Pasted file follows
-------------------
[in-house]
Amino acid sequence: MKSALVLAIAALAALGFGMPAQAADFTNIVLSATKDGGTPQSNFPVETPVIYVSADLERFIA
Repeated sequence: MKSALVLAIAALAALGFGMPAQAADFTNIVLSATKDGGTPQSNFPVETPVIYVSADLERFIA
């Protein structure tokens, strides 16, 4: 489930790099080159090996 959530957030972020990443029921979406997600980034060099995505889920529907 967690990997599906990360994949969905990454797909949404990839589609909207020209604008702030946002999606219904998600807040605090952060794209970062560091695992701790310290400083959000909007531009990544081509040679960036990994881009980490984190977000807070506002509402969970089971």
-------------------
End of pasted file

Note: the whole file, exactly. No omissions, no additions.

[in-house]
Amino acid sequence: MKSALVLAIAALAALGFGMPAQAADFTNIVLSATKDGGTPQSNFPVETPVIYVSADLERFIA
Repeated sequence: MKSALVLAIAALAALGFGMPAQAADFTNIVLSATKDGGTPQSNFPVETPVIYVSADLERFIA
């Protein structure tokens, strides 16, 4: 489930790099080159090996 959530957030972020990443029921979406997600980034060099995505889920529907 967690990997599906990360994949969905990454797909949404990839589609909207020209604008702030946002999606219904998600807040605090952060794209970062560091695992701790310290400083959000909007531009990544081509040679960036990994881009980490984190977000807070506002509402969970089971």